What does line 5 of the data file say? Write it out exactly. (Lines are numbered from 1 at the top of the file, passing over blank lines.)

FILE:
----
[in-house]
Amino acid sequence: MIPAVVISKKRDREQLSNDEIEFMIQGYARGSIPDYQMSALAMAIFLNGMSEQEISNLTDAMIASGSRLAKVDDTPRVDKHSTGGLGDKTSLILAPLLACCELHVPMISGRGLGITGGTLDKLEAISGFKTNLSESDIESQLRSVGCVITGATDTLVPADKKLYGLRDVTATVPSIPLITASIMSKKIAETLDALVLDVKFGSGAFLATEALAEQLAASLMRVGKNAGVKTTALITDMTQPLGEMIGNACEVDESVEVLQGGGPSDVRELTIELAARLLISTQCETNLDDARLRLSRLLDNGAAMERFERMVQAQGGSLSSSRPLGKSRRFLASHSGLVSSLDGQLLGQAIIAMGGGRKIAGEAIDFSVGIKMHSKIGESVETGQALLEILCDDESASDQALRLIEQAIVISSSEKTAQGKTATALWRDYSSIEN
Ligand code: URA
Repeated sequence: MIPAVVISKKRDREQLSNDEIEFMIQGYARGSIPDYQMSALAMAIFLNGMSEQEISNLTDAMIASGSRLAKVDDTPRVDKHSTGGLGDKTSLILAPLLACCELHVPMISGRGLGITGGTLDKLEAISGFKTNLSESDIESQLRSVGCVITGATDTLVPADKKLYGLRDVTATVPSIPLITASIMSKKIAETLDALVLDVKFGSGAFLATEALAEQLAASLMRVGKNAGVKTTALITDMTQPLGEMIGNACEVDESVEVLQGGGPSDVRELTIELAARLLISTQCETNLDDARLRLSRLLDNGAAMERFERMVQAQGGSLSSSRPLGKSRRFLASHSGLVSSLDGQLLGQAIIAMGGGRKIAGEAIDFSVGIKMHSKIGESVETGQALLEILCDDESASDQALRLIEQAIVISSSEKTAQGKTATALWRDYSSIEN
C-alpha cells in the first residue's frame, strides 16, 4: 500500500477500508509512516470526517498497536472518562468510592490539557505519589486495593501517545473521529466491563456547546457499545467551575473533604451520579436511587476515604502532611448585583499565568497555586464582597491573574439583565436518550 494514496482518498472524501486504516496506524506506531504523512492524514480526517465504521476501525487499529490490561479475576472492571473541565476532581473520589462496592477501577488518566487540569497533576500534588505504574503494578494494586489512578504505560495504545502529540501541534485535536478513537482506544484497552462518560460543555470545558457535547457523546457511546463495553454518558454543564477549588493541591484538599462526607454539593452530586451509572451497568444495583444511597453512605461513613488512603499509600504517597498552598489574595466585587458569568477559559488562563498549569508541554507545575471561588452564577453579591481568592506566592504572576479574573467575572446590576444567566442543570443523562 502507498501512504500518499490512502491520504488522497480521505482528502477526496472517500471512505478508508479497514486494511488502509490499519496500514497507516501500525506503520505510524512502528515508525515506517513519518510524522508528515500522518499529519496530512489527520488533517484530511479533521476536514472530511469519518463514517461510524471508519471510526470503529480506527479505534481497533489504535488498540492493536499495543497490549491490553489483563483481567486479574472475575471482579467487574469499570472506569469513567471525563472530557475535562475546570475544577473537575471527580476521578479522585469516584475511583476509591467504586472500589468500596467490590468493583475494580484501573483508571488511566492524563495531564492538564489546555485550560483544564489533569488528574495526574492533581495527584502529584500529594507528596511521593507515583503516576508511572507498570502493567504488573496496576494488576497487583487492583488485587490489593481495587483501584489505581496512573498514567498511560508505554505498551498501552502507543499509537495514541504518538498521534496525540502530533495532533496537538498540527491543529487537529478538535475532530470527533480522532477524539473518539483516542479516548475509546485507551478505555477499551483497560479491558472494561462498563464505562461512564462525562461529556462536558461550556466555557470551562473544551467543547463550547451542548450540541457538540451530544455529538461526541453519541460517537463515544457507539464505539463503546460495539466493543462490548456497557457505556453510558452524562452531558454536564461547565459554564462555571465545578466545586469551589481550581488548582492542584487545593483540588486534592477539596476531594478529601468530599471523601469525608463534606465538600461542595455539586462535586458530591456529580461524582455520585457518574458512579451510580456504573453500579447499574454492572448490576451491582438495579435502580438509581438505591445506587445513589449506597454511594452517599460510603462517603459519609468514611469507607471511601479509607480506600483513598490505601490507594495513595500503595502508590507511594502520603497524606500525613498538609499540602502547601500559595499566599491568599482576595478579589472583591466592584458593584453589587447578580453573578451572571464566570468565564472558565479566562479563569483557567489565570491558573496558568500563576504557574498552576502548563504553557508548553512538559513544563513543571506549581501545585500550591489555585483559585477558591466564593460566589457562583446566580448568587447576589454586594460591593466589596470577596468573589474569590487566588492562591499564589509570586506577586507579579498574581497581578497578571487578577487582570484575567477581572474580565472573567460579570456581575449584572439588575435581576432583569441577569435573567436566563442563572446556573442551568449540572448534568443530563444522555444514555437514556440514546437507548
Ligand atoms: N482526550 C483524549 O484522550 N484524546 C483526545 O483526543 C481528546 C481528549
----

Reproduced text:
C-alpha cells in the first residue's frame, strides 16, 4: 500500500477500508509512516470526517498497536472518562468510592490539557505519589486495593501517545473521529466491563456547546457499545467551575473533604451520579436511587476515604502532611448585583499565568497555586464582597491573574439583565436518550 494514496482518498472524501486504516496506524506506531504523512492524514480526517465504521476501525487499529490490561479475576472492571473541565476532581473520589462496592477501577488518566487540569497533576500534588505504574503494578494494586489512578504505560495504545502529540501541534485535536478513537482506544484497552462518560460543555470545558457535547457523546457511546463495553454518558454543564477549588493541591484538599462526607454539593452530586451509572451497568444495583444511597453512605461513613488512603499509600504517597498552598489574595466585587458569568477559559488562563498549569508541554507545575471561588452564577453579591481568592506566592504572576479574573467575572446590576444567566442543570443523562 502507498501512504500518499490512502491520504488522497480521505482528502477526496472517500471512505478508508479497514486494511488502509490499519496500514497507516501500525506503520505510524512502528515508525515506517513519518510524522508528515500522518499529519496530512489527520488533517484530511479533521476536514472530511469519518463514517461510524471508519471510526470503529480506527479505534481497533489504535488498540492493536499495543497490549491490553489483563483481567486479574472475575471482579467487574469499570472506569469513567471525563472530557475535562475546570475544577473537575471527580476521578479522585469516584475511583476509591467504586472500589468500596467490590468493583475494580484501573483508571488511566492524563495531564492538564489546555485550560483544564489533569488528574495526574492533581495527584502529584500529594507528596511521593507515583503516576508511572507498570502493567504488573496496576494488576497487583487492583488485587490489593481495587483501584489505581496512573498514567498511560508505554505498551498501552502507543499509537495514541504518538498521534496525540502530533495532533496537538498540527491543529487537529478538535475532530470527533480522532477524539473518539483516542479516548475509546485507551478505555477499551483497560479491558472494561462498563464505562461512564462525562461529556462536558461550556466555557470551562473544551467543547463550547451542548450540541457538540451530544455529538461526541453519541460517537463515544457507539464505539463503546460495539466493543462490548456497557457505556453510558452524562452531558454536564461547565459554564462555571465545578466545586469551589481550581488548582492542584487545593483540588486534592477539596476531594478529601468530599471523601469525608463534606465538600461542595455539586462535586458530591456529580461524582455520585457518574458512579451510580456504573453500579447499574454492572448490576451491582438495579435502580438509581438505591445506587445513589449506597454511594452517599460510603462517603459519609468514611469507607471511601479509607480506600483513598490505601490507594495513595500503595502508590507511594502520603497524606500525613498538609499540602502547601500559595499566599491568599482576595478579589472583591466592584458593584453589587447578580453573578451572571464566570468565564472558565479566562479563569483557567489565570491558573496558568500563576504557574498552576502548563504553557508548553512538559513544563513543571506549581501545585500550591489555585483559585477558591466564593460566589457562583446566580448568587447576589454586594460591593466589596470577596468573589474569590487566588492562591499564589509570586506577586507579579498574581497581578497578571487578577487582570484575567477581572474580565472573567460579570456581575449584572439588575435581576432583569441577569435573567436566563442563572446556573442551568449540572448534568443530563444522555444514555437514556440514546437507548